Loglan

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{theory, work, human}
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Loglan is a constructed language originally designed for linguistic research, particularly for investigating the Sapir–Whorf Hypothesis. The language was developed beginning in 1955 by Dr. James Cooke Brown with the goal of making a language so different from natural languages that people learning it would think in a different way if the hypothesis were true. Loglan is the first among, and the main inspiration for, the languages known as logical languages, which also includes Lojban and Ceqli.

Dr. Brown founded The Loglan Institute (TLI) to develop the language and other applications of it. He always considered the language an incomplete research project, and although he released many papers about its design, he continued to claim legal restrictions on its use. Because of this, a group of his followers later formed the Logical Language Group to create the language Lojban along the same principles, but with the intention to make it freely available and encourage its use as a real language.

Supporters of Lojban use the term Loglan as a generic term to refer to both their own language, and Dr. Brown's Loglan, referred to as "TLI Loglan" when in need of disambiguation. Although the non-trademarkability of the term Loglan was eventually upheld by the United States Patent and Trademark Office, many supporters and members of The Loglan Institute find this usage offensive, and reserve Loglan for the TLI version of the language.

Contents

Grammar

Brown intended Loglan to be as culturally neutral as possible, and metaphysically parsimonious, which means that obligatory categories are kept to a minimum. An example of an obligatory category in English is the time-tense of verbs, as it is impossible to express a finite verb without also expressing a tense.

Also, Brown intended the language to be totally regular and unambiguous. In particular, phonemes that could be confused with each other were to be avoided.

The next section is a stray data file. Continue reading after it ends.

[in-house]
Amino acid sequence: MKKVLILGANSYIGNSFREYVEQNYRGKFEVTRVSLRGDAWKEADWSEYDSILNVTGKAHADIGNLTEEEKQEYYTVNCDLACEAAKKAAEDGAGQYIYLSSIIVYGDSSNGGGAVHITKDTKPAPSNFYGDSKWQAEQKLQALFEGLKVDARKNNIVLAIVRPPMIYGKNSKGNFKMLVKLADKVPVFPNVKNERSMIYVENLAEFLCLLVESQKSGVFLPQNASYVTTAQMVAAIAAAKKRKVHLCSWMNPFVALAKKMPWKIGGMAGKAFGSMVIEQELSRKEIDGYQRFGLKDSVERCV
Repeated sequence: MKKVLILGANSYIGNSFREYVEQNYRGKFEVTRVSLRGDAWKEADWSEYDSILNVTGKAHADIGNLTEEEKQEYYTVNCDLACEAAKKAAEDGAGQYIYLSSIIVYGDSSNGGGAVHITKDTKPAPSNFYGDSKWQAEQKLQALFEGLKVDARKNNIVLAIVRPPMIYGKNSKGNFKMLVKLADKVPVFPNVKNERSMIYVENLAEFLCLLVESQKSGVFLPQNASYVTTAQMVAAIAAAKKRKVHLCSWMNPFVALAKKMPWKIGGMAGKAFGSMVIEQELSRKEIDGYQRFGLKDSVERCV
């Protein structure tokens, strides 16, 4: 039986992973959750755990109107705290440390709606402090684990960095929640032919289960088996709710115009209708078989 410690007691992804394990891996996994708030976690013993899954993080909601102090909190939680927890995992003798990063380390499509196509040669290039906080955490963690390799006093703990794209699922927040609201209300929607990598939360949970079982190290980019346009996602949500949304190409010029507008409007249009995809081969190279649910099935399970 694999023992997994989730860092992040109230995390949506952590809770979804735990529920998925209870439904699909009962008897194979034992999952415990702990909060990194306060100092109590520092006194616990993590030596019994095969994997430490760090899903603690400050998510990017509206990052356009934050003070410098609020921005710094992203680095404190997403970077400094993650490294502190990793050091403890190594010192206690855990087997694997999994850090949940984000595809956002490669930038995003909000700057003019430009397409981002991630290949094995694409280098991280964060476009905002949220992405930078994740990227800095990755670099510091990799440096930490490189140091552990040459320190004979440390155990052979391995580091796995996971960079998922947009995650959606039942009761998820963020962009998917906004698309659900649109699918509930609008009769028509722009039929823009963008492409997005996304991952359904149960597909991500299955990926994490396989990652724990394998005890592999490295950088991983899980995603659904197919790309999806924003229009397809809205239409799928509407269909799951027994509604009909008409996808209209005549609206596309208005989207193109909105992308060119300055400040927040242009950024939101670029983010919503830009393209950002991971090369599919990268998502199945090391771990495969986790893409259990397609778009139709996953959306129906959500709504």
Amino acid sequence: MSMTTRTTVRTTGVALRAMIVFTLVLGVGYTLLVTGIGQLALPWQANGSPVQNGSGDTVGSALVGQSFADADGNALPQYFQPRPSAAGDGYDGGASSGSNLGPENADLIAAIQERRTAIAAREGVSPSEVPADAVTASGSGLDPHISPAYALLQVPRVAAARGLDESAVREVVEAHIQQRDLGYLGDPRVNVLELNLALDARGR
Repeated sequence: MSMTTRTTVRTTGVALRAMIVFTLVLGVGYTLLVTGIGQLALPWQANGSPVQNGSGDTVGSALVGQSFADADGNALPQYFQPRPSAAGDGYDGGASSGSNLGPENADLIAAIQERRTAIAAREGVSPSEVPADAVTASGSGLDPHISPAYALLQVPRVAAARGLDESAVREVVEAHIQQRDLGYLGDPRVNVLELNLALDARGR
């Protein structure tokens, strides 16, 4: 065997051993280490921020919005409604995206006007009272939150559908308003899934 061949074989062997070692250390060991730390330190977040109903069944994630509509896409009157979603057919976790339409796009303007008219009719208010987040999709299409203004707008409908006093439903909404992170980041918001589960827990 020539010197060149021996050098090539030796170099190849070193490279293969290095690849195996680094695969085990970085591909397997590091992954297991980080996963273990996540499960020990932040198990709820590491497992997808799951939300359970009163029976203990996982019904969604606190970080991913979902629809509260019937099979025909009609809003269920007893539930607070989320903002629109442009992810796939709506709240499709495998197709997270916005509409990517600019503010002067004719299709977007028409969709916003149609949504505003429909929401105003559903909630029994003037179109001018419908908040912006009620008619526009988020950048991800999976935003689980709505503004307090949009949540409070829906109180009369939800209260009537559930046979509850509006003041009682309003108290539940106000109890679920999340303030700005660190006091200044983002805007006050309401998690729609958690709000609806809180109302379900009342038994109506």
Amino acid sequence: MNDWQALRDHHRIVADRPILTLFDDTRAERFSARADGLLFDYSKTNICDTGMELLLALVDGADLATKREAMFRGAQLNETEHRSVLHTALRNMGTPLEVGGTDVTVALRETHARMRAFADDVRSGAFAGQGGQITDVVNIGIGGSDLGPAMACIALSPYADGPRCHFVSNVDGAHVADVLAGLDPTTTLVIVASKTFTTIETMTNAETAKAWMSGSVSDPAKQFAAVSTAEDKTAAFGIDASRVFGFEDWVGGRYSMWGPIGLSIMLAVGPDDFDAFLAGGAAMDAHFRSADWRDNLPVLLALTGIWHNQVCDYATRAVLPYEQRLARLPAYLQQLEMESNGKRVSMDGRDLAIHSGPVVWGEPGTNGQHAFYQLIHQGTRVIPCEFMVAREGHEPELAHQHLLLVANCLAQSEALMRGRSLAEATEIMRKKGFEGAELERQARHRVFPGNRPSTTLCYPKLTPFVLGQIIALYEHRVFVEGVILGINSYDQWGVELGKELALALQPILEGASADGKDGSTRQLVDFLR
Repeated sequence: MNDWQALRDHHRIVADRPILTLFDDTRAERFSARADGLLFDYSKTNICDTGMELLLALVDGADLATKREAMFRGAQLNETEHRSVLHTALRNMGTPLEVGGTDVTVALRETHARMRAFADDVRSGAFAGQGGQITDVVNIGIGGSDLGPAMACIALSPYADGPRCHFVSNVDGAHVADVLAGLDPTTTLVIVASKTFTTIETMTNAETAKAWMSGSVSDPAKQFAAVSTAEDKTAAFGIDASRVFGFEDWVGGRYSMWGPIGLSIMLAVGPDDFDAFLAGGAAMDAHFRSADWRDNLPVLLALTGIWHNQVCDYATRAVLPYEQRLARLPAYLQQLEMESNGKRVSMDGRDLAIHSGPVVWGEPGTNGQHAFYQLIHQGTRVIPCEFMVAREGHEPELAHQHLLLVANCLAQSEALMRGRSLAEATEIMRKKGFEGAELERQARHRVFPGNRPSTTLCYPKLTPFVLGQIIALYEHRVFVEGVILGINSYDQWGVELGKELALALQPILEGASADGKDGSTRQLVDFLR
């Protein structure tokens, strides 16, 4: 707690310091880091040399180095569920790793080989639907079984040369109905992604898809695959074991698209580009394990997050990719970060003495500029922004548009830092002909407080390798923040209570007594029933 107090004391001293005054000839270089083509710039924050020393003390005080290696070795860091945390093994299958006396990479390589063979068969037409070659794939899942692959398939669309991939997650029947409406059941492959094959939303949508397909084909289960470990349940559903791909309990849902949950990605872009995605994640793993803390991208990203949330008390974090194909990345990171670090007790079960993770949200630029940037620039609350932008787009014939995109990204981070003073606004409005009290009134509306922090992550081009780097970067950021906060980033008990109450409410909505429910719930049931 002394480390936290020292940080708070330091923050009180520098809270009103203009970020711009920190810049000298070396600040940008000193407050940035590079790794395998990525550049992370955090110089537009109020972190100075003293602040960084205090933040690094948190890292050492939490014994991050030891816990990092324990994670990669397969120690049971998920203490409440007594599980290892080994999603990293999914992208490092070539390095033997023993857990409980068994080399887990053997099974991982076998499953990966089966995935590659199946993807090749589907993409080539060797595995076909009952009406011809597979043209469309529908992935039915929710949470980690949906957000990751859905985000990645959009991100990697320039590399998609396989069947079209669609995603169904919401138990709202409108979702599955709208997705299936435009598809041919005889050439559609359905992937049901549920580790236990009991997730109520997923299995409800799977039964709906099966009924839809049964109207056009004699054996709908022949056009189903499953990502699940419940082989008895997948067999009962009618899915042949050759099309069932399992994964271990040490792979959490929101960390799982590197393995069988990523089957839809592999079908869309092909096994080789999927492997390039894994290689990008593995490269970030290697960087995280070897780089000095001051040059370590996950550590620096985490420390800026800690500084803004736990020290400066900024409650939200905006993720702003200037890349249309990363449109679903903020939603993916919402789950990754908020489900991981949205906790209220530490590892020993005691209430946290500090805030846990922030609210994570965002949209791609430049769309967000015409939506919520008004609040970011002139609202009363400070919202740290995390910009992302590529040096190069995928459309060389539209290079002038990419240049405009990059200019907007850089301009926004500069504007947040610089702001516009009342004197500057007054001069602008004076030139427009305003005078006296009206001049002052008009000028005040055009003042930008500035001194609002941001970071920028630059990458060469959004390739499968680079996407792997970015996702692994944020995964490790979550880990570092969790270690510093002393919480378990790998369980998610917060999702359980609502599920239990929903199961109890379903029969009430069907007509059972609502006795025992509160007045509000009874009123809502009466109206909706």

The language’s grammar is based on predicate logic, which is why it was named Loglan, an abbreviation for "logical language". This has been thought to make it suitable for humancomputer communication, which led Robert A. Heinlein to mention the language in his science fiction novel The Moon Is a Harsh Mistress (1966), and as a fully-fledged computer language in The Number of the Beast (1980).

Loglan has no distinction between nouns and verbs. The predicate words can serve as verbs, nouns, adjectives or adverbs depending on where they occur in a sentence. Each predicate has its argument structure with places for arguments, which may be variables. For example: vedma, "X sells Y to P for price Q". Prefixes allow one to reorder the argument structure of predicates, to emphasize one of the variables by putting it first. For example, to make price the first variable, use ju vedma (with the "little word" ju). Similarly, the sentence can be reordered to speak about seller, ware, or buyer. Modifications for time, location, actor, type of action, and others are provided by "little words" which are optional. Predicates can be compounded: a predicate can act as an argument of another predicate, when the former is prefixed by a "little word".

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